Device detects energy guzzlers

February 6, 2008 7:47:29 PM PST
Everybody's focused lately on how to reduce energy consumption. 7 On Your Side's Michael Finney has a great way to find out what's really using up power in your home.

This story could have you going around your house and unplugging everything. But if you're curious about what's jacking up your electric bills, we found a great gadget that can detect what's guzzling energy in your home.

Mike Ketterman of San Francisco couldn't believe how high his electric bill was.

"$290 dollars for electricity's pretty high," says Ketterman.

He wanted to know why so he bought a gadget called Kill-A-Watt. It's a meter that plugs into the wall, and then into your appliance, and tells you how much juice your item is using and the cost.

So we played detective, starting with a little lamp. It turns out it would cost $14 dollars a month to leave it on all the time.

"It makes you start paying attention to what you plug in and what you leave on," says Ketterman.

We looked for more things, including Ketterman's computer.

"It's up to $10.68 already," says Ketterman.

The final tally? Fifteen dollars a month to leave it on all the time.

Ketterman suspected his cell phone chargers were the culprits, but he was wrong. His satellite TV box was the bank breaker. Even when it's off, it's still using power. It costs $12 dollars a month just for being plugged in.

"That's a lot of electricity," says Ketterman.

7 On Your Side also visited Lori DeMartini in Lafayette.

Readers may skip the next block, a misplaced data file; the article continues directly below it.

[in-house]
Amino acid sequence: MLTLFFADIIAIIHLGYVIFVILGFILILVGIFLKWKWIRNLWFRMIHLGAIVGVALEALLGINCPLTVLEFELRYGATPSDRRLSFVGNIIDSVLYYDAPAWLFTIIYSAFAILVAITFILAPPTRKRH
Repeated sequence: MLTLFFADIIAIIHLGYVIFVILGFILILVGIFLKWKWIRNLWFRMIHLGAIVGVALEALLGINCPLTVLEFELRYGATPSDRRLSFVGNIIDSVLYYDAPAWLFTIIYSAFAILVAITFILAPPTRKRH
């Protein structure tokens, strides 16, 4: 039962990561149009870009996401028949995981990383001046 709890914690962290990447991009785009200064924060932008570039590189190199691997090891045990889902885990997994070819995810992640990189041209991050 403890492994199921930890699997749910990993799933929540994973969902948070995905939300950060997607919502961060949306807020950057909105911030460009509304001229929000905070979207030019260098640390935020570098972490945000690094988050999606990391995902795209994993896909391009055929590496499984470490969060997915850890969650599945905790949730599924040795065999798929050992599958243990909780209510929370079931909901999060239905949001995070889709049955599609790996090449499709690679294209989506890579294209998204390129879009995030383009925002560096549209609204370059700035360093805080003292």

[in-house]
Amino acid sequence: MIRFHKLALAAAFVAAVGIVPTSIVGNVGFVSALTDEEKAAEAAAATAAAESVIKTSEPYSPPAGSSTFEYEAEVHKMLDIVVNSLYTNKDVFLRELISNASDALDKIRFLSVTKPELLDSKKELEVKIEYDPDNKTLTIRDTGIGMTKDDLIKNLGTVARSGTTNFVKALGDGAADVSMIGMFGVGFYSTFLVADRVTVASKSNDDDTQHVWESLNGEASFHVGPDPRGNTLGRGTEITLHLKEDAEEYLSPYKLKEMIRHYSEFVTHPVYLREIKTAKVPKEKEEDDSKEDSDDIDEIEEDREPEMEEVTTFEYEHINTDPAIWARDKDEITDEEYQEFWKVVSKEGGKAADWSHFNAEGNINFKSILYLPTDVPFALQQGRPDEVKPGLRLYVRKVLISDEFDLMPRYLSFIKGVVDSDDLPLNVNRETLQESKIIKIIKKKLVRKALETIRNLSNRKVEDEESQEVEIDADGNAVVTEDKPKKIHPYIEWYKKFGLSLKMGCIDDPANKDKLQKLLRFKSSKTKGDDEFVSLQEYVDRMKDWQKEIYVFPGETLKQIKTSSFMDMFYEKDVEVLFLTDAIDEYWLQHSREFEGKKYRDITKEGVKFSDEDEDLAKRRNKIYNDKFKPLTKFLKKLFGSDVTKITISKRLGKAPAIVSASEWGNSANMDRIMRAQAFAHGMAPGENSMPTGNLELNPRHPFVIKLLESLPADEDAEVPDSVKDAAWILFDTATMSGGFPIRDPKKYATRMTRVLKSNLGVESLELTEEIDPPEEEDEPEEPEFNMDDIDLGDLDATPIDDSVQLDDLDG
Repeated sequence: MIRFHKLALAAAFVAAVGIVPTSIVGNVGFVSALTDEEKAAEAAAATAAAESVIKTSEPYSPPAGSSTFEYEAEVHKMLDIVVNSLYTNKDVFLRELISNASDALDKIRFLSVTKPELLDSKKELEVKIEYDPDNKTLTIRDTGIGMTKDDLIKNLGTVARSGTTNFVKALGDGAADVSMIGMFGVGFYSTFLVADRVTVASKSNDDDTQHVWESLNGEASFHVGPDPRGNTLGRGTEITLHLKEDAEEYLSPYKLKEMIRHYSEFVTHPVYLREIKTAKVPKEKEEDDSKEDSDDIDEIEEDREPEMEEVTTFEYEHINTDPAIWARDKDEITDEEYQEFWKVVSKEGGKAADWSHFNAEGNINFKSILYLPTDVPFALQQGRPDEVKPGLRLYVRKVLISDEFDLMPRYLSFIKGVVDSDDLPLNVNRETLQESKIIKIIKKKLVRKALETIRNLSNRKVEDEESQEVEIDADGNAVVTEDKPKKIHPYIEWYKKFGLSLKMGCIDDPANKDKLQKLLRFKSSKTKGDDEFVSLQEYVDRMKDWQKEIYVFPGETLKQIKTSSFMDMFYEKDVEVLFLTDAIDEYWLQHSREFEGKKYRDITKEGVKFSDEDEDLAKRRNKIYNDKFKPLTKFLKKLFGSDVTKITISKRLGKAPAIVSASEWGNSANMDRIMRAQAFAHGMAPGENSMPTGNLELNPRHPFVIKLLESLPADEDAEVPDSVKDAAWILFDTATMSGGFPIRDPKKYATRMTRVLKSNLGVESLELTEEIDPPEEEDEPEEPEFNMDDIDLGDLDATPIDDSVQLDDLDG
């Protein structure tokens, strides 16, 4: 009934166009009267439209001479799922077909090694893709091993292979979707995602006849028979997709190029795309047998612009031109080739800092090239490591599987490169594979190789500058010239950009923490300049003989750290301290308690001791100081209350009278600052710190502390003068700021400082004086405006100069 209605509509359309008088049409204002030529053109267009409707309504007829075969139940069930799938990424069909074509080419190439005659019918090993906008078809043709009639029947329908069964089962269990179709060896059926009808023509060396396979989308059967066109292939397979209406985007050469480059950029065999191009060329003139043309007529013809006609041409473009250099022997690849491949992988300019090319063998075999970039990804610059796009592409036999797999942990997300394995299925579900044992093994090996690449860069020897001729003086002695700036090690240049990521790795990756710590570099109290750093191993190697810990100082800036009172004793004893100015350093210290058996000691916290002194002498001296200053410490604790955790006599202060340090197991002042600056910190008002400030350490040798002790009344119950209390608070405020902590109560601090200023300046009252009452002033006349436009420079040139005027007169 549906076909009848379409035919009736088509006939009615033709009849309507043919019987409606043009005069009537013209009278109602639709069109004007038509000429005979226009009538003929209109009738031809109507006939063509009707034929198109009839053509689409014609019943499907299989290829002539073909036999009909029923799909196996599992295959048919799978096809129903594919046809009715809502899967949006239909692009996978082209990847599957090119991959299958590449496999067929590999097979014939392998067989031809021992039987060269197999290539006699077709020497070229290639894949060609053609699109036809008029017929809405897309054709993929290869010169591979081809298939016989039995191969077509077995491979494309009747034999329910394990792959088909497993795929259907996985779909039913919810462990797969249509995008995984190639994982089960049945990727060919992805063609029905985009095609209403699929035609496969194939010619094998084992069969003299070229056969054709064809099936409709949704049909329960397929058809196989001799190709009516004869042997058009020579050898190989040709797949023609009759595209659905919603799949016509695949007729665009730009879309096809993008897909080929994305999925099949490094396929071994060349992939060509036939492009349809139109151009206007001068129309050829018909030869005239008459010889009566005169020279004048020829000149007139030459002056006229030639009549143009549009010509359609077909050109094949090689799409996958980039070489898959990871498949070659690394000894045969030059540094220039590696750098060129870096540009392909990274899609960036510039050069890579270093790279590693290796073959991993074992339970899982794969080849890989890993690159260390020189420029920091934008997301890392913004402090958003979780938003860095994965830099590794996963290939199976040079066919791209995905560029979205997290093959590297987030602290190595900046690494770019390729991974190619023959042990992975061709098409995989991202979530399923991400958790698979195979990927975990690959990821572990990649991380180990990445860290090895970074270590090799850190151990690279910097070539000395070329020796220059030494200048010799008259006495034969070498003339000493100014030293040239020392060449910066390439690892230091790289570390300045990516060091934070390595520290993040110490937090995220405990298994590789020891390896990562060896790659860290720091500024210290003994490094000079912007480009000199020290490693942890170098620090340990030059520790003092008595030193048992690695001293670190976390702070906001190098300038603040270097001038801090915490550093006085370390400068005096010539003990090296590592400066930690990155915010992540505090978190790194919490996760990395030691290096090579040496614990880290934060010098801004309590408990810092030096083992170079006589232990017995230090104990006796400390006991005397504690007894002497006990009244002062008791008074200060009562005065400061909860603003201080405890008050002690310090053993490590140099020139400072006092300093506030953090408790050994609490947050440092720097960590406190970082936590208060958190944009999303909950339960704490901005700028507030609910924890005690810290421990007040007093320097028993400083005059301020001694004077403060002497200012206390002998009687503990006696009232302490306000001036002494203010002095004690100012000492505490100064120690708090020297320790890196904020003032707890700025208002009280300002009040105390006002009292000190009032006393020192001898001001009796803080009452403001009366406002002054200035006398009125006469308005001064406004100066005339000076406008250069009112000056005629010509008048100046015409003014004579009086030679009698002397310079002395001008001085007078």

"I bought high efficiency appliances, dishwasher, washer, dryer ... changed out light bulbs," says DeMartini. "Still my bill is the same. So it's very frustrating."

Lori's electric bill came to $718 dollars in January. We asked PG&E's energy guru Gary Fernstrom to bring his wattmeter over to Lori's house.

We start with the obvious culprit, the extra refrigerator. It's using 108 watts.

"So about $10 dollars a month for this refrigerator," says Fernstrom.

But the shock came at the flat screen TV.

It's using as much power as a 90-watt light bulb, even though the TV is turned off.

"No. That can't be," says Fernstrom.

It turns out the TV was actually in sleep mode.

"That mysterious thing we just found? $283 a year, for getting absolutely nothing," says Fernstrom.

"Nothing" seems to cost a lot for just about everything in her home. Like her iPod.

It's using eight watts sitting in the dock. And when he turns it on?

"It's only drawing 10 watts," says Fernstrom.

This Xbox isn't even on and it's using about 18 watts. Lori figures there is a solution.

"I envision myself going around to every room and unplugging everything," says DeMartini.

The lesson here is gadgets with LED lights are drinking power even if you're not using them.

PG&E loans out wattmeters.

To find out how to borrow a wattmeter from PG&E, click here.

To buy the Kill-A-Watt, click here.

To see PG&E's list of commercially available wattmeters, click here.


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